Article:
Reviews on Resources for Biblical and Theological Studies

Irvin, History of the World Christian Movement. Volume I and II (2012)

Written By: Paulson Pulikottil - Mar• 25•13

Irvin, Dale T., and Scott Sunquist. History of the World Christian Movement. Volume II. Modern Christianity from 1454-1800. Maryknoll, N.Y: Orbis Books, 2012. pages: xv+503. ISBN: 978-1-57075-989-5.

Irvin, Dale T., and Scott Sunquist. History of the World Christian Movement. Volume I. Earliest Christianity to 1453. Maryknoll, N.Y: Orbis Books, 2010. pages: xvi+519. ISBN: 978-1-57075-396-1.

These books are part of a three volume project. The third one is in the offing.  Volume I which traces the history of Christianity from its origins to 1453 AD. The year 1454 has been a watershed in the history of Christianity. The second volume picks up the story from that point and takes us to 1800. The authors frankly admit that the reason for stopping at 1800 is simply that the story so far told in great details made it too long and the two ceHistory of World Christian Movementnturies to follow (19th and 20th) will need another volume for themselves. So, this means that we have the story of Christianity of 400 years in a volume that has taken 474 pages excluding indices and Introduction.

Volume I is presented in six parts covering the period from the beginnings to the emergence of the Christian movement  in the East around 1453 AD.

These volumes differ from other histories of Christianity written by European/American scholars in intentionally trying to be less Eurocentric. It tells the story of Christianity in Asia, Africa, Europe and America which had become a world religion by 1500 AD. The project is born out of a decade of research and many consultations held over this period. The outcome of the decade-long research and consultations is a work that is extensive, highly enjoyable reading packed with facts in great details. It is not the story of the Western missions but the struggles and achievements of the people in their own turfs.

The second volume is organized into three parts: Part I. 1454 – 1600 AD; Part II. The Seventeenth Century and Part III. The Eighteenth Century. In telling a non-Eurocentric story of the growth of Christianity world-wide, it tells us how Christianity re-entered Africa and encountered an ancient Christianity in India and so on! Every significant cultural and political developments that happened in Europe that has bearing upon world Christianity has been analysed.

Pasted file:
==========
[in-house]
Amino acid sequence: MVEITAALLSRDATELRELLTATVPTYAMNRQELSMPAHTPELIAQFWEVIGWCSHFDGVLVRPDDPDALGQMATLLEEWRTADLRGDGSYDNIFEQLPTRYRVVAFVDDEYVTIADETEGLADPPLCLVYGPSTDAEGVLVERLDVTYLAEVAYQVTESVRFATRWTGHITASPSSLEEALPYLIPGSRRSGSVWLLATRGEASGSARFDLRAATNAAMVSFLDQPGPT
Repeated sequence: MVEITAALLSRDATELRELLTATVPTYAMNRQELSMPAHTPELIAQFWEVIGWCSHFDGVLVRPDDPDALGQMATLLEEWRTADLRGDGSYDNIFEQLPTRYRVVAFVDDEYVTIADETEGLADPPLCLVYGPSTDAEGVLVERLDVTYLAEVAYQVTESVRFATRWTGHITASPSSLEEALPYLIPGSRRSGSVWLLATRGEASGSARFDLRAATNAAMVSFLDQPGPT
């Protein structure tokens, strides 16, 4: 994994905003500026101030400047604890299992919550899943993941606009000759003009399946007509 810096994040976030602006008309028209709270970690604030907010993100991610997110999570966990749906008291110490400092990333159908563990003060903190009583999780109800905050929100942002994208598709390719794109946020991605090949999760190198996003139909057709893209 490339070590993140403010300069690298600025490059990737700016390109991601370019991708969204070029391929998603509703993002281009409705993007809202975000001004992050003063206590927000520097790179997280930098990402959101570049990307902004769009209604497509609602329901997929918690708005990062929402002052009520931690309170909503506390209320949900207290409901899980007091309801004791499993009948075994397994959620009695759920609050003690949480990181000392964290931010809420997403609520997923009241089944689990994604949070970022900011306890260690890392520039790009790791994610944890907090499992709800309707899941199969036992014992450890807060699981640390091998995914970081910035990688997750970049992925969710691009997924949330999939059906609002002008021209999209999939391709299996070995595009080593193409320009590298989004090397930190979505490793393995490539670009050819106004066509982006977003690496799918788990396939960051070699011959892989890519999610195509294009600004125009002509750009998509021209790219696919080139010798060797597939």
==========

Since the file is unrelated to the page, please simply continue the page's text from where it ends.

A highly readable, user-friendly scholarly work of great depth and insight. Dale T. Irvin is professor of world Christianity and President of New York Theological Seminary while Scott W. Sunquist is Dean of School of Intercultural Studies at the Fuller Theological Seminary.

Engelbrecht. CHURCH FROM AGE TO AGE, (2011)

Written By: Paulson Pulikottil - Feb• 02•13

Engelbrecht, Edward A (Ed.). The Church from Age to Age. A History. From Galilee to Global Christianity. Saint Louis: Concordia Publishing House, 2011. Pages lviii, 976. ISBN: 9780758626462

Church from Age to Age

This book on the history of the Christian Church is a collection of contributions from a number of authors with an introduction by famous historian Paul L. Maier.

This spans the history of the Christian Church beginning with Jesus and Apostles to the modern era, practically to 2011! The book draws its contents from portions from the CHURCH HISTORY SERIES of the Concordia Publishing House. However, all these thoroughly revised in the light of the reviews of the individual books in the series published in various academic journals and brought up-to-date.

The authors are academics and history professors from the non-catholic traditions; so one gets a Protestant perspective of the history and more than that a treatment which focusses on the non-catholic mission and history. Going through the list of authors one is convinced that this is also an American perspective of history as practically all of them are located in the academies of North America.

One is impressed by comprehensiveness and the evident neutrality in the selection of the themes, persons and topics that are presented in the book. This doesn’t mean that the authors are neutral in their presentation (pure objectivity is a mirage!) but the editors have made sure that all that has happened and are significant for our understanding of the the Christian Church is included in this volume. So, we will find the Popes and Patriarchs as well as Pat Robertson and Paul Yongi Cho! It is so vast and comprehensive that it begins with pre-Christian origins in Galilee and so contemporary to include the Arab Spring!

It has a detailed 27 page time-line of the major events that shaped the Church and the world that the Church is called to witness. There are sixteen maps that reflect modern scholarship and cartography. The four appendices add further value to the volume: ‘Popes and Rival Popes’, ‘Major Councils’, ‘Bishops, Archbishops and Patriarchs of Constantinople’, and ‘Assemblies of the World Council of Churches’. A bibliography divided according to the various periods of Christian history is an added boon to students and teachers alike!

The size of the volume is intimidating (976 pages) but it is justified by what Paul L. Maier says in the ‘Foreword’: ‘… this is a large book because it has a huge story to tell.’ If there is any book recently published that I would recommend confidently on the history of Christianity it will be this: A comprehensive one-volume, text-book. My hope is that the publishers will come up with updates of this volume at least every five year.